What is Trichloroethylene?
Trichloroethylene, commonly known as TCE, is a liquid organic chemical that is volatile and colorless. It is not found in nature and is synthesized chemically. TCE has various uses, including the production of refrigerants and hydrofluorocarbons, degreasing metal equipment, and as an ingredient in household products such as cleaning wipes, paint removers, aerosol cleaning products, tool cleaners, spray adhesives, carpet cleaners, and spot removers. Commercial dry cleaners also use TCE as a spot remover.
How are people exposed to Trichloroethylene (TCE). Trichloroethylene can be found in the air, water, and soil in places where it is produced or used. Due to its slow degradation, it remains in the environment for an extended period and can accumulate in groundwater. The general population can be exposed to TCE by inhaling it in indoor and outdoor air, consuming food processed with contaminated water, or drinking contaminated water.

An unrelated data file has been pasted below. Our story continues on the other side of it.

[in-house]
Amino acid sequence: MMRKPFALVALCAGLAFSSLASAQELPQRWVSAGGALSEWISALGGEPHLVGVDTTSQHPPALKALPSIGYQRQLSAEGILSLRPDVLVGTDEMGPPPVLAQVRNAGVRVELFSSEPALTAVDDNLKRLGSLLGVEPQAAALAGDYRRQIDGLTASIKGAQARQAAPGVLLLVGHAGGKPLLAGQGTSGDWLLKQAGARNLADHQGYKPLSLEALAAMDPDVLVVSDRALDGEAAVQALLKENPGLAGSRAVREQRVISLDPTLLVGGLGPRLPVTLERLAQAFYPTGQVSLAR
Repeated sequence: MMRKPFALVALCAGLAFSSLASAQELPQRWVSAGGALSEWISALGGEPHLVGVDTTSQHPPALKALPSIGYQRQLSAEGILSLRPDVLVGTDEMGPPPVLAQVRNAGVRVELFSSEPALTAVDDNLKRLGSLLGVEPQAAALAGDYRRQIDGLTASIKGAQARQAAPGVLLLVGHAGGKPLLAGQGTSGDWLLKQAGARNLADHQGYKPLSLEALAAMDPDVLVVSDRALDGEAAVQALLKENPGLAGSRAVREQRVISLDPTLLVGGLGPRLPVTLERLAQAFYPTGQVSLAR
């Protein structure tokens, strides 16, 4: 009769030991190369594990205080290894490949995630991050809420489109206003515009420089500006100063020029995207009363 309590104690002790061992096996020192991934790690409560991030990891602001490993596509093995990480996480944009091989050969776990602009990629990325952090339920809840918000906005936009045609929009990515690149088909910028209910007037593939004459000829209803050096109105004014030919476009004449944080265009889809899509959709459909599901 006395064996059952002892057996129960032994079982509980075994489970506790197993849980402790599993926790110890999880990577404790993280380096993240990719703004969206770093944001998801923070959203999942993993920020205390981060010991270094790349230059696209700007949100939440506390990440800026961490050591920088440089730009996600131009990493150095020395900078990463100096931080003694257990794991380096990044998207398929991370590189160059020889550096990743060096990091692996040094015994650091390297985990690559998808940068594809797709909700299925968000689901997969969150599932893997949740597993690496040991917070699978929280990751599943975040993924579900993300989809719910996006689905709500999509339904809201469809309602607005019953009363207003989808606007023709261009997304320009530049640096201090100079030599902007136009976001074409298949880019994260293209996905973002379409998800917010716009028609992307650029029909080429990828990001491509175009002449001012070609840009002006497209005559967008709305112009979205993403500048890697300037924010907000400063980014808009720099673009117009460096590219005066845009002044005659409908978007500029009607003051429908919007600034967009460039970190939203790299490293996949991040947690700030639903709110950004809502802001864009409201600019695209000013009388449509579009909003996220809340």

Contaminated soil and groundwater can be found near many current and former military bases, as the US military extensively used TCE to degrease equipment. People who work with TCE may inhale the chemical from the air or absorb it through their skin.
Which Cancers are Associated with Exposure to Trichloroethylene?
According to Cancer.gov, prolonged or continued exposure of Trichloroethylene causes certain types of cancer, such as kidney cancer. Cancer.gov also suggests that Trichloroethylene increases the risk of developing non-Hodgkin lymphoma and liver cancer.